This article explains how to use the JavaScript Object Notation (JSON) extension in PHP, going step by step through a series of essential operations. First, let's see what the JSON extension is and what the advantages are of using it. JSON is an object string notation, it is defined as a subset of JavaScript's syntax and its general-purpose is to interchange data format. As you probably know, JSON was first made to be used with JavaScript for accessing remote data, but now it is used by many other languages because JSON data is platform independent data format. JSON can be used natively in JavaScript, but you can also use it in a server-client application logic. You can learn more about JSON and about the languages that use this extension here.


JSON supports different kind of data types like: numbers, strings, boolean, array data and object. Below is listed a simple format of JSON data which shows the details of a book:

Creating and Parsing a JSON Object in PHP

Starting with PHP 5.2.0 the JSON extension is default. To handle JSON data we have two useful functions used for converting and parsing JSON data trough PHP: json_encode() and json_decode() described below:


string json_encode (


mixed $value [, int $options = 0 [, int $depth = 512 ]] ) - Returns the JSON representation of a value where the $value argument can be any type except a resource („ A resource is a special variable, holding a reference to an external resource. Resources are created and used by special functions."). The $options argument is optional and may be one of these bitmasks: JSON_HEX_TAG, JSON_HEX_AMP, JSON_HEX_APOS, JSON_NUMERIC_CHECK, JSON_PRETTY_PRINT, JSON_UNESCAPED_SLASHES, JSON_HEX_QUOT, JSON_FORCE_OBJECT, JSON_UNESCAPED_UNICODE (learn more about JSON predefined constants). The $depth argument sets the maximum depth and must be greater than zero.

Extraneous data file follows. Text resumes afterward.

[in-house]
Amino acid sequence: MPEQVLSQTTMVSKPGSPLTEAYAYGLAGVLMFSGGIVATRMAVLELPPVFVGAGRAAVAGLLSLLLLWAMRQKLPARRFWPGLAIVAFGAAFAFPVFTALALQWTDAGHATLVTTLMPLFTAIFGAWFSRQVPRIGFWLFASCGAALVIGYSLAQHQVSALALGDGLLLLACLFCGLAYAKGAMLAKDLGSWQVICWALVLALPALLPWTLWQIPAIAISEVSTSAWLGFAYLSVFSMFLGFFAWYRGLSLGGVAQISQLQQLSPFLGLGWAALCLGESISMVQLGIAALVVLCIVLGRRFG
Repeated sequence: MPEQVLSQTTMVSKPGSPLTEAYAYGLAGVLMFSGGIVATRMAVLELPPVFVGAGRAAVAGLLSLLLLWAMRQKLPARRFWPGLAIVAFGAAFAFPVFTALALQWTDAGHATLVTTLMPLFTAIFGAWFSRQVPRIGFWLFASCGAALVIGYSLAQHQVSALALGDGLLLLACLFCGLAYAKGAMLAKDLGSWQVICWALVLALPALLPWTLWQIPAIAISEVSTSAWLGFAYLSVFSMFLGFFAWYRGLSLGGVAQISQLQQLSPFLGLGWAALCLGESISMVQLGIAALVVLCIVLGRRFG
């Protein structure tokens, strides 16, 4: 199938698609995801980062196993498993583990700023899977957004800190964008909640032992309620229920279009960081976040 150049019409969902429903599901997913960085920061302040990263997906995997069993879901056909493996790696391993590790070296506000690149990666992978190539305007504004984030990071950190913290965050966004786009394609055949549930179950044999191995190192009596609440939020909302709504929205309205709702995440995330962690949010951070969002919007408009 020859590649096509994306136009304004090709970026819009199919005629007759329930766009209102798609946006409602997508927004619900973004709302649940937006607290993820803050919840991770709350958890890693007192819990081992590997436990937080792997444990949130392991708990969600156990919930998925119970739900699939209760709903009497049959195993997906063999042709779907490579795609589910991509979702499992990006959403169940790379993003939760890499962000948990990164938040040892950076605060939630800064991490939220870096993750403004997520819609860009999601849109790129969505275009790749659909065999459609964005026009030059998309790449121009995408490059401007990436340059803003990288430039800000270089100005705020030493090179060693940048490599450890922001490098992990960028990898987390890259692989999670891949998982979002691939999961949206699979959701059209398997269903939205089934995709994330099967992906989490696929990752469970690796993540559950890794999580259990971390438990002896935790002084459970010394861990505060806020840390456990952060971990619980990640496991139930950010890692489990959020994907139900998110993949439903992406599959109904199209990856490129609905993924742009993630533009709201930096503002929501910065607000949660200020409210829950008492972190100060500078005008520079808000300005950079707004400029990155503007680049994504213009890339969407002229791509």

mixed json_decode ( string $json [, bool $assoc = false [, int $depth = 512 [, int $options = 0 ]]] ) - Takes a JSON encoded string and converts it into a PHP variable trough the $json argument. The $assoc argument returns objects that will be converted into associative arrays when is set to TRUE; $depth is optional and represents the user specified recursion depth; $options is also optional and represents the bitmask of JSON decode options (currently, only JSON_BIGINT_AS_STRING is supported).


And now, let's create the JSON data format using a PHP array and the json_encode() method described above:


Listing: EncodeJSON_array.php


The above code generates the JSON data listed below:


Now, let's decode above JSON data in PHP, using the json_decode() method described above:


Listing: DecodeJSON_array.php


The output of the Listing DecodeJSON_array.php is:


1 : title
2 : author
3 : yearofpublication
4 : publisher
5 : price


Now, let's see how to work with objects. The next application encodes an PHP object, in this case $book, and then is decoded as an object, using the json_decode($result)function and as an array, by setting the True argument into the json_decode($result,true):